One Nation, NOT Under God, Indivisible

Shut up, #45234, and keep in line. Thats one more tick on your record. Two more, and its a trip to the thought police.

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Francis Bellamy (1855 - 1931), a Baptist minister, wrote the original Pledge in August 1892. He was a Christian Socialist. In his Pledge, he is expressing the ideas of his first cousin, Edward Bellamy, author of the American socialist utopian novels, Looking Backward (1888) and Equality (1897).

Francis Bellamy in his sermons and lectures and Edward Bellamy in his novels and articles described in detail how the middle class could create a planned economy with political, social and economic equality for all. The government would run a peace time economy similar to our present military industrial complex.

The Pledge was published in the September 8th issue of The Youth's Companion, the leading family magazine and the Reader's Digest of its day. Its owner and editor, Daniel Ford, had hired Francis in 1891 as his assistant when Francis was pressured into leaving his baptist church in Boston because of his socialist sermons. As a member of his congregation, Ford had enjoyed Francis's sermons. Ford later founded the liberal and often controversial Ford Hall Forum, located in downtown Boston.

In 1892 Francis Bellamy was also a chairman of a committee of state superintendents of education in the National Education Association. As its chairman, he prepared the program for the public schools' quadricentennial celebration for Columbus Day in 1892. He structured this public school program around a flag raising ceremony and a flag salute - his 'Pledge of Allegiance.'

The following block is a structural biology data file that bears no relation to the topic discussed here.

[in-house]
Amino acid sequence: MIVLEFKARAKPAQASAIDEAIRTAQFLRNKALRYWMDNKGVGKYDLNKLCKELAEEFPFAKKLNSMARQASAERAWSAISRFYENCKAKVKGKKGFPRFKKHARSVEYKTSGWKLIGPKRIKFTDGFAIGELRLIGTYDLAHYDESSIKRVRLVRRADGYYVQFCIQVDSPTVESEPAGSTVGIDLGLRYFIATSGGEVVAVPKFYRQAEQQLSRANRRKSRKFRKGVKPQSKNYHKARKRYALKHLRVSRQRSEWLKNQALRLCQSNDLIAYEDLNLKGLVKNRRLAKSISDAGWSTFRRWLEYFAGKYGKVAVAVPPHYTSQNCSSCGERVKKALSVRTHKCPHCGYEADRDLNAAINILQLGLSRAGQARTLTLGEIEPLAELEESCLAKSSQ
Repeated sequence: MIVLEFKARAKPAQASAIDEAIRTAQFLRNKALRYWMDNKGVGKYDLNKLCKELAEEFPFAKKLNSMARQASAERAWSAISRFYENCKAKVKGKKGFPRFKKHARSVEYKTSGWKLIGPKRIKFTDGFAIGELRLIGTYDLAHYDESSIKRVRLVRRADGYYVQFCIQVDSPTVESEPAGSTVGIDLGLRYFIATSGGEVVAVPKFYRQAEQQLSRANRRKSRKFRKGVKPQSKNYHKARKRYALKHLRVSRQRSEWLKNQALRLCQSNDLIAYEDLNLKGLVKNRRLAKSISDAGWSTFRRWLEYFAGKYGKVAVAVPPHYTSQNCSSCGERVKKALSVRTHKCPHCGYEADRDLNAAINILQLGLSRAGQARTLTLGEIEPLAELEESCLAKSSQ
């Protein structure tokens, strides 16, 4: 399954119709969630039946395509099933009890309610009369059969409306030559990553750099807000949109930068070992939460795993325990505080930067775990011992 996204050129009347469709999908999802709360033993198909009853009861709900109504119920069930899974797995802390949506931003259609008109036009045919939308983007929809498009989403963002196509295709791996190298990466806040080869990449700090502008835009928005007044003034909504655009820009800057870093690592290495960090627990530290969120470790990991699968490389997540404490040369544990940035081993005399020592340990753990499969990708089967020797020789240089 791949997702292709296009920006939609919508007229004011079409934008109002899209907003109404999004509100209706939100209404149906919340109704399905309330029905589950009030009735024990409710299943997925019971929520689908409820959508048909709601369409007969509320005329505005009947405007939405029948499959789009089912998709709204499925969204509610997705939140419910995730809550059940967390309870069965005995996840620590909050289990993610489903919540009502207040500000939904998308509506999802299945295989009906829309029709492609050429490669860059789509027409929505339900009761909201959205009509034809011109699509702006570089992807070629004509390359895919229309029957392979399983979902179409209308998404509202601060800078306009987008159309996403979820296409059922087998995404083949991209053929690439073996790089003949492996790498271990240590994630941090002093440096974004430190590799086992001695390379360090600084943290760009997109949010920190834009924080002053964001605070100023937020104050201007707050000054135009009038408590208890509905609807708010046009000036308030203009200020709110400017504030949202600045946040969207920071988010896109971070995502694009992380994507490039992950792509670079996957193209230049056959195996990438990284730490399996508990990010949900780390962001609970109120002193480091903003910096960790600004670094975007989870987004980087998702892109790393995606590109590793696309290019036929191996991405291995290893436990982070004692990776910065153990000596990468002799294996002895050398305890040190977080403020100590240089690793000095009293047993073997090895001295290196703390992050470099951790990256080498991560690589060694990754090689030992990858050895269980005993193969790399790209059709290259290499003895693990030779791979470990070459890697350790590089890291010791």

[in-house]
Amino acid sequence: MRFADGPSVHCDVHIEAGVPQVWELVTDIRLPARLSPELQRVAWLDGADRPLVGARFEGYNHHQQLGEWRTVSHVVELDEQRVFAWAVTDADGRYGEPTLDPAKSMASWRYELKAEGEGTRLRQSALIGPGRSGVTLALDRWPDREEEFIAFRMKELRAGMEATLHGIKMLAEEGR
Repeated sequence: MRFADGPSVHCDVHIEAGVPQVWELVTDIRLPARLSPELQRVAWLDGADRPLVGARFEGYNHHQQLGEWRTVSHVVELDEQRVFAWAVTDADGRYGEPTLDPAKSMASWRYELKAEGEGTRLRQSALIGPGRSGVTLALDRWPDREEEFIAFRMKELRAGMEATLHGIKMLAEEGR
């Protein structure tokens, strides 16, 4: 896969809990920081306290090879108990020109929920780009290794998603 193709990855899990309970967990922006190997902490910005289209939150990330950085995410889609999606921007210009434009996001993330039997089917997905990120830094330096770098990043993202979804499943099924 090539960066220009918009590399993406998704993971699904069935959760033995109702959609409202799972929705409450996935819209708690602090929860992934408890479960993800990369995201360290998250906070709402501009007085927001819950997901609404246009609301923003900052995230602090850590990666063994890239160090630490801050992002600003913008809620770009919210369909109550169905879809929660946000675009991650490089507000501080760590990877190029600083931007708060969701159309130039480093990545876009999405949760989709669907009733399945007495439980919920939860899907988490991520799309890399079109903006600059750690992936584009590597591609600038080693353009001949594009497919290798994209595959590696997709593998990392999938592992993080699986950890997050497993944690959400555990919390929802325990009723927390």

His original Pledge read as follows: 'I pledge allegiance to my Flag and (to*) the Republic for which it stands, one nation, indivisible, with liberty and justice for all.' He considered placing the word, 'equality,' in his Pledge, but knew that the state superintendents of education on his committee were against equality for women and African Americans. [ * 'to' added in October, 1892. ]

Dr. Mortimer Adler, American philosopher and last living founder of the Great Books program at Saint John's College, has analyzed these ideas in his book, The Six Great Ideas. He argues that the three great ideas of the American political tradition are 'equality, liberty and justice for all.' 'Justice' mediates between the often conflicting goals of 'liberty' and 'equality.'